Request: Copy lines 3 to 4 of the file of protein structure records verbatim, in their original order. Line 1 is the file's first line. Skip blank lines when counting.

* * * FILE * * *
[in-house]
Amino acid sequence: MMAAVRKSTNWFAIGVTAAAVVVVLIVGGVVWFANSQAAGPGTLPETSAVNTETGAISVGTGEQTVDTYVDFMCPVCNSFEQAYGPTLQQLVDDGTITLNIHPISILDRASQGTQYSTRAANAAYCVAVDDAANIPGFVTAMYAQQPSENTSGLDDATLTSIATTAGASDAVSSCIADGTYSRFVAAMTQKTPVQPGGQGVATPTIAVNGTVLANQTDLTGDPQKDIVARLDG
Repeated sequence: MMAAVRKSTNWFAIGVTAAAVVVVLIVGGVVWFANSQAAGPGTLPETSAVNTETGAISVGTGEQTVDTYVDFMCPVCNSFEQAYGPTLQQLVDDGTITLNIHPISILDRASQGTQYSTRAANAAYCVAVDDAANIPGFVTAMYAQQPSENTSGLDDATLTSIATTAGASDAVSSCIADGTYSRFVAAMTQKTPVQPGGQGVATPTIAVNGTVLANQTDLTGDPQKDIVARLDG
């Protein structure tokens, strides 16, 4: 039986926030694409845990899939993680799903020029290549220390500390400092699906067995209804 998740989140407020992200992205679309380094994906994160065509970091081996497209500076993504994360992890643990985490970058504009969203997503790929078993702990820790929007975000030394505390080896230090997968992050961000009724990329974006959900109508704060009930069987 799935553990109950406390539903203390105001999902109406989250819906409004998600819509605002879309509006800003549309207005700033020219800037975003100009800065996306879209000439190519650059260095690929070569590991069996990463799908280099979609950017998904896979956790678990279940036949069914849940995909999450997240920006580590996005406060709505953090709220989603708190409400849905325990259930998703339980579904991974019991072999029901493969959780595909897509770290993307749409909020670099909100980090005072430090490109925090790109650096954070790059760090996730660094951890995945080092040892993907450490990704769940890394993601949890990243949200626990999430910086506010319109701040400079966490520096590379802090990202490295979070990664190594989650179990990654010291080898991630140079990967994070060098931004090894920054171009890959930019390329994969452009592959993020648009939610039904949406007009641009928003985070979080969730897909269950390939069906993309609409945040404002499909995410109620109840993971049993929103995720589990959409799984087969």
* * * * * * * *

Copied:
Repeated sequence: MMAAVRKSTNWFAIGVTAAAVVVVLIVGGVVWFANSQAAGPGTLPETSAVNTETGAISVGTGEQTVDTYVDFMCPVCNSFEQAYGPTLQQLVDDGTITLNIHPISILDRASQGTQYSTRAANAAYCVAVDDAANIPGFVTAMYAQQPSENTSGLDDATLTSIATTAGASDAVSSCIADGTYSRFVAAMTQKTPVQPGGQGVATPTIAVNGTVLANQTDLTGDPQKDIVARLDG
């Protein structure tokens, strides 16, 4: 039986926030694409845990899939993680799903020029290549220390500390400092699906067995209804 998740989140407020992200992205679309380094994906994160065509970091081996497209500076993504994360992890643990985490970058504009969203997503790929078993702990820790929007975000030394505390080896230090997968992050961000009724990329974006959900109508704060009930069987 799935553990109950406390539903203390105001999902109406989250819906409004998600819509605002879309509006800003549309207005700033020219800037975003100009800065996306879209000439190519650059260095690929070569590991069996990463799908280099979609950017998904896979956790678990279940036949069914849940995909999450997240920006580590996005406060709505953090709220989603708190409400849905325990259930998703339980579904991974019991072999029901493969959780595909897509770290993307749409909020670099909100980090005072430090490109925090790109650096954070790059760090996730660094951890995945080092040892993907450490990704769940890394993601949890990243949200626990999430910086506010319109701040400079966490520096590379802090990202490295979070990664190594989650179990990654010291080898991630140079990967994070060098931004090894920054171009890959930019390329994969452009592959993020648009939610039904949406007009641009928003985070979080969730897909269950390939069906993309609409945040404002499909995410109620109840993971049993929103995720589990959409799984087969």